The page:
Water and materials conservation

IBM strives to conserve resources across its operations. Two examples are water and materials conservation.

Water conservation

The preservation of water resources and protection of watersheds are important areas of focus for IBM. Through IBM's global environmental management system, IBM continues to improve water-use efficiency and to minimize our operational impact on water resources.

IBM established its first water conservation goal in the year 2000, focusing on the significant use of water in our microelectronics manufacturing operations. From 2000 to 2015, IBM's water conservation efforts avoided the accumulated use of 21.3 million cubic meters of water in those operations.

IBM's current water use is primarily associated with cooling at our large facilities and data centers, and for irrigation and domestic purposes. Following the divestiture of our semiconductor manufacturing operations in 2015, IBM reassessed the environmental impacts of our water use. We did this by using the World Business Council for Sustainable Development's Global Water Tool, which highlights regions around the globe where water resources are stressed to meet human and ecological demand for fresh water. We identified 45 data centers and other large IBM locations in regions worldwide that were considered highly or extremely highly water-stressed. IBM established a new goal in 2016 to achieve ongoing year-to-year reductions in water withdrawals at these locations.

In 2017, IBM reduced water withdrawals at these data centers and other large IBM locations in water-stressed regions by 2.9 percent versus 2016. This reduction was primarily associated with enhanced water systems maintenance and efficiency improvements in deionized water purification systems. Water withdrawals equivalent to 5.4 percent of total withdrawals were avoided by on-site water reuse for manufacturing processes (reuse of rejected water from deionized water purification systems) and wastewater recycling activities (mainly used in buildings' cooling tower systems and landscape irrigation).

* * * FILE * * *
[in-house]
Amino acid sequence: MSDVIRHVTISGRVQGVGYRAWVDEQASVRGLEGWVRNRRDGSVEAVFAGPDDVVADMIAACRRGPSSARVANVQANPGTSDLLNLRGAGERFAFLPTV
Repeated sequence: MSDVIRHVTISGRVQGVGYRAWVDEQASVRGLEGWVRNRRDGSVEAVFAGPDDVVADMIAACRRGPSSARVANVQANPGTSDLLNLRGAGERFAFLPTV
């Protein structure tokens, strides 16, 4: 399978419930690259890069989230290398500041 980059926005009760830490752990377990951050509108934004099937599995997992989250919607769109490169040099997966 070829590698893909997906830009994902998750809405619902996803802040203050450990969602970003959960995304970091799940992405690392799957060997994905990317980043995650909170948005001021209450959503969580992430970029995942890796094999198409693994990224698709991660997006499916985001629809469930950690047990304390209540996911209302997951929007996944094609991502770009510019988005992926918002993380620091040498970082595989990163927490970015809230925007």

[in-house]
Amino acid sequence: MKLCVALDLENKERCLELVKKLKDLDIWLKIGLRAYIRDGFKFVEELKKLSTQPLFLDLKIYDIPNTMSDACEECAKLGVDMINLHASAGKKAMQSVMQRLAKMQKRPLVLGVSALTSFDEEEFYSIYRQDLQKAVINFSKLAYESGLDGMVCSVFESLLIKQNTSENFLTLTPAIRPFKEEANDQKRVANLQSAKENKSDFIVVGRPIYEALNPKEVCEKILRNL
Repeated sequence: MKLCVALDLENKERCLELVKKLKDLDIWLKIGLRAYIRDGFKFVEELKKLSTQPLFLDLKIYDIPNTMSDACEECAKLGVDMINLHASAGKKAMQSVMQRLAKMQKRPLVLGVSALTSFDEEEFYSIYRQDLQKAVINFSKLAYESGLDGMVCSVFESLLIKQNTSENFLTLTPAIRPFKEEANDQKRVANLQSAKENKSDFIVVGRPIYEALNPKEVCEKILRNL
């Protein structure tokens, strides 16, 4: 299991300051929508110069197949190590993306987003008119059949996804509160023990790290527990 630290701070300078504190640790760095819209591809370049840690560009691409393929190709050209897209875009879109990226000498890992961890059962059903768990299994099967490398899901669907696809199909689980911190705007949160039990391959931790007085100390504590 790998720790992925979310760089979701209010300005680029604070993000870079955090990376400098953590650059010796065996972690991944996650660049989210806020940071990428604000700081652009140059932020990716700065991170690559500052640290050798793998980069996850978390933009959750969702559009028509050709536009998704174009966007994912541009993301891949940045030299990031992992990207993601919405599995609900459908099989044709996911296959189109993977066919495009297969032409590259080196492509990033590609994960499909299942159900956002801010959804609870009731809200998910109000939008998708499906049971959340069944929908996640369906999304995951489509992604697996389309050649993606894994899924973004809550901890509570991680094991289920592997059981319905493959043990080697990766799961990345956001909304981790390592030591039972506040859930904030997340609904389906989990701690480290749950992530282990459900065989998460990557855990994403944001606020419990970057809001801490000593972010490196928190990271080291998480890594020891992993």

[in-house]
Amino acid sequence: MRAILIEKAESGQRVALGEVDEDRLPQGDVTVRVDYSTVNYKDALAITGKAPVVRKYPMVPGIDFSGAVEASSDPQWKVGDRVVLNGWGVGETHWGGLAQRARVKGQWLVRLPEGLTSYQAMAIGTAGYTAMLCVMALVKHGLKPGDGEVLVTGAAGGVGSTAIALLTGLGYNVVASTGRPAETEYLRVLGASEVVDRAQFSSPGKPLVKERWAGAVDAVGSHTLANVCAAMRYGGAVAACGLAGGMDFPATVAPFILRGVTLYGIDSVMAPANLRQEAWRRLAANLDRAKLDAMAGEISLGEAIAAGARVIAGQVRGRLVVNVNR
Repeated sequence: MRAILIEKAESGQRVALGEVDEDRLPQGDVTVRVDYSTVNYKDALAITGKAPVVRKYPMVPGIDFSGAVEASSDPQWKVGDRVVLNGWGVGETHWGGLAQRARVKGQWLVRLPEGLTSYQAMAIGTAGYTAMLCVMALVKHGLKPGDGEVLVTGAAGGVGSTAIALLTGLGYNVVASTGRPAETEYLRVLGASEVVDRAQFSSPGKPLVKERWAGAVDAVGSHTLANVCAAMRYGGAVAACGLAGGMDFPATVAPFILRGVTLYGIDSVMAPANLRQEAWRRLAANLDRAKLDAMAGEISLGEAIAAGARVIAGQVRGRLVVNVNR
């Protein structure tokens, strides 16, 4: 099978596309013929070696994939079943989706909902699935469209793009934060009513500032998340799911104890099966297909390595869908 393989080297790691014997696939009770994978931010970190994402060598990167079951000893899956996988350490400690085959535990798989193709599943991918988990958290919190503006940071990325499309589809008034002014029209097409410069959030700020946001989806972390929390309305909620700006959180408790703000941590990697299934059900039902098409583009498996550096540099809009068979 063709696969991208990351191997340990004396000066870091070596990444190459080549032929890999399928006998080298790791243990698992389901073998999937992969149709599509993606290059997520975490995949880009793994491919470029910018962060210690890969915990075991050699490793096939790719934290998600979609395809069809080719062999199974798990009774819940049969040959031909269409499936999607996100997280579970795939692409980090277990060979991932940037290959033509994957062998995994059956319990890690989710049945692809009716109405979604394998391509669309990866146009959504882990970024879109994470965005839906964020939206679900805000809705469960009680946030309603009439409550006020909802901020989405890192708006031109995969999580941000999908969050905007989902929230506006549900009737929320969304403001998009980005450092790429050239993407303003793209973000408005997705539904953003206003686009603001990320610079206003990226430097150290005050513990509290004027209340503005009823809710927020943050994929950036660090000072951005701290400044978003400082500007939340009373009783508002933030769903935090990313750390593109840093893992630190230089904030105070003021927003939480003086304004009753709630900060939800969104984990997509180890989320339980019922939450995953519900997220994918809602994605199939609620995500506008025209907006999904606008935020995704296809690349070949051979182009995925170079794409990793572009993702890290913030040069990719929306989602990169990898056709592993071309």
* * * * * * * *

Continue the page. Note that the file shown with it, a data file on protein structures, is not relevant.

Water sources for these locations consisted primarily of municipal water supplies (67 percent), fresh surface waters (24 percent) and groundwater (4 percent), accounting for 95 percent of total water use. The remaining 5 percent came from bottled water, on-site process water and treated wastewater. The main uses of water at these locations are for domestic purposes (45 percent), heating, ventilation and air conditioning (HVAC) systems (31 percent), landscape irrigation (19.5 percent), and manufacturing processes (4.5 percent).

IBM also continues to implement water conservation projects at locations that are not in water-stressed regions. For example, IBM's Bromont, Canada, location operates a deionized water purification system for manufacturing use that generates some rejected water that is reused in the same system. This activity avoided the withdrawal of 24,500 cubic meters of water in 2017. The site also further optimized the deionized water purification system to minimize the amount of water rejected, among other measures, reducing water withdrawals by 799 cubic meters per year. The combined 25,299 cubic meters represented 13 percent of the total water withdrawals at the Bromont location in 2017.

Materials conservation and reuse

In addition to its waste management programs, IBM has a wide range of initiatives that conserve materials through reuse and recycling in the company's products and in its procurement of paper and wood-based packaging. For more information, visit our Product recycling programs and Protective product packaging webpages.